[swift-evolution] [Proposal] Random Unification

Xiaodi Wu xiaodi.wu at gmail.com
Fri Nov 17 17:08:51 CST 2017

On Fri, Nov 17, 2017 at 10:10 AM, Gwendal Roué via swift-evolution <
swift-evolution at swift.org> wrote:

> > Le 17 nov. 2017 à 16:04, Alejandro Alonso via swift-evolution <
> swift-evolution at swift.org> a écrit :
> >
> > If we go back to your example, you never call FixedWidthInteger.random
> either, you call range.random. Does this mean integer types shouldn’t have
> .random? No, because it means get a random number from it’s internal range
> (alias to (min ... max).random). I think we can all agree that
> Integer.random is a nicer api than making a range of its bounds. The same
> goes for Date.random and Color.random.
> >
> > - Alejandro
> Hello,
> I'm not random expert, but it has never happened in my developer life
> (backend & frontend app developer) that I have used a pure random value
> from the full domain of the random type. In this life:
> - Int.random is _always_ followed by % modulo. Unless the better
> arc4random_uniform(max) is used.
> - Color.random is _never_ used, because random colors look bad.
> - Date.random is _never_ used, because time is a physical unit, and random
> points in time do not match any physical use case.
> This does not mean that random values from the full domain are useless. Of
> course not: math apps, fuzzers, etc. need them.
> Yet a range-based API would be much welcomed by regular app developers.
> And also Array.randomElement(), Array.shuffled(), etc, because there are
> plenty naive and bad algorithms for those simple tasks.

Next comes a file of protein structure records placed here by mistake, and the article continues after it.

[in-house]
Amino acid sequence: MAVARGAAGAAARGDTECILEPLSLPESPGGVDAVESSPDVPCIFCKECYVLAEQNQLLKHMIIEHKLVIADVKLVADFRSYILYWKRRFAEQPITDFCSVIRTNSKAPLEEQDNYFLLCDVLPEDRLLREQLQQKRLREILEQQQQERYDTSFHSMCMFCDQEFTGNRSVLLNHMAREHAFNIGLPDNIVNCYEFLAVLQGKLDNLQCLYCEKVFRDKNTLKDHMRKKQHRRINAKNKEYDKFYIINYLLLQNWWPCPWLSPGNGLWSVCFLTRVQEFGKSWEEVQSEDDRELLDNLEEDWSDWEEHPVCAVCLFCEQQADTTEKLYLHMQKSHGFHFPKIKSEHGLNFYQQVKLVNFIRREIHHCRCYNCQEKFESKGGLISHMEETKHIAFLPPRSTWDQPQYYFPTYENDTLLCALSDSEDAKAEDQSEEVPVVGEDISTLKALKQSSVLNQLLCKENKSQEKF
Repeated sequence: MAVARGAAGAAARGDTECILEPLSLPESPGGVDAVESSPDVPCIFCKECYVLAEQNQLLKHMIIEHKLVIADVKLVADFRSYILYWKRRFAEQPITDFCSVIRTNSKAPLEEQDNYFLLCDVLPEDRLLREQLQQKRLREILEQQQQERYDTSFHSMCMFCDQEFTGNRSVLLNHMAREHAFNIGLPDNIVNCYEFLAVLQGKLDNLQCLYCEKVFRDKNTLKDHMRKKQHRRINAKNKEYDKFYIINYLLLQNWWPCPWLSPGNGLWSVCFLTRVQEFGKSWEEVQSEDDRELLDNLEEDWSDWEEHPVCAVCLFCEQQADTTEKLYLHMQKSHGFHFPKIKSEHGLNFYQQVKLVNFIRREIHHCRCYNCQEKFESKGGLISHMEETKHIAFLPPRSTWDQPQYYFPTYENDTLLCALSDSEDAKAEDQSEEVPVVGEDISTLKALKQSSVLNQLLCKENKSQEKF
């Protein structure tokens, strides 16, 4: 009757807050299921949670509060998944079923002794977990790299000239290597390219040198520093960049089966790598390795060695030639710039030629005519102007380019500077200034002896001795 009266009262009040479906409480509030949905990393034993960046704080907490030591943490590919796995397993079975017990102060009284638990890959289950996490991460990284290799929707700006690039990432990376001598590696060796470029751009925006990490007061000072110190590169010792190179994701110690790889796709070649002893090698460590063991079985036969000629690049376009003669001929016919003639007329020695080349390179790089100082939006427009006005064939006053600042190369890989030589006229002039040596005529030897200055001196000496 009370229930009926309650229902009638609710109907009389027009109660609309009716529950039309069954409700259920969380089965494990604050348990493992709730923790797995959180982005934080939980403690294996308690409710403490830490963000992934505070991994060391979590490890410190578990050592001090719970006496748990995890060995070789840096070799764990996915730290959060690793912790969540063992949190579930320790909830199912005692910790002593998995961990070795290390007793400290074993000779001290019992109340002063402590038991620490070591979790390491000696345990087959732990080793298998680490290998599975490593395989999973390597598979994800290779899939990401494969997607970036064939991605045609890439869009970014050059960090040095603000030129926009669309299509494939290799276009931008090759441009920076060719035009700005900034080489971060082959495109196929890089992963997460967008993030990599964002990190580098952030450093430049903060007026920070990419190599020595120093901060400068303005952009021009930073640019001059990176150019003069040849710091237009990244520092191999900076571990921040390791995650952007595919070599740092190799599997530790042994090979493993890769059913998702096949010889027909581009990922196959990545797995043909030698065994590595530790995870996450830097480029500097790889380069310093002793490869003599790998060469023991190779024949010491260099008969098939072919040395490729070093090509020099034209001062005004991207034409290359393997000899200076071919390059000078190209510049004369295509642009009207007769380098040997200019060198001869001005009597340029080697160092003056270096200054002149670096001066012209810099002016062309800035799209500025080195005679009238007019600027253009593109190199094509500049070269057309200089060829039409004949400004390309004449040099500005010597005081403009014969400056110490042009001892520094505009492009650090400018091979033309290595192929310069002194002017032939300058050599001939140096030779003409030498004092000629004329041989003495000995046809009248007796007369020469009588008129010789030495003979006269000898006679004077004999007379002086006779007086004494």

Certainly it's hard to defend Date.random (and yes, it might be useful for
a fuzzer, but that's a very niche use case--and in that case the fuzzer
should probably also generate invalid/non-existent dates, which surely
Date.random should not do). But actually, Int.random followed by % is the
much bigger issue and a very good cautionary tale for why T.random is not a
good idea. Swift should help users do the correct thing, and getting a
random value across the full domain and computing an integer modulus is
never the correct thing to do because of modulo bias, yet it's a very
common error to make. We are much better off eliminating this API and
encouraging use of the correct API, thereby reducing the likelihood of
users making this category of error.

If (and I agree with this) the range-based notation is less intuitive
(0..<10.random is certainly less discoverable than Int.random), then we
ought to offer an API in the form of `Int.random(in:)` but not
`Int.random`. This does not preclude a `Collection.random` API as Alejandro
proposes, of course, and that has independent value as Gwendal says.
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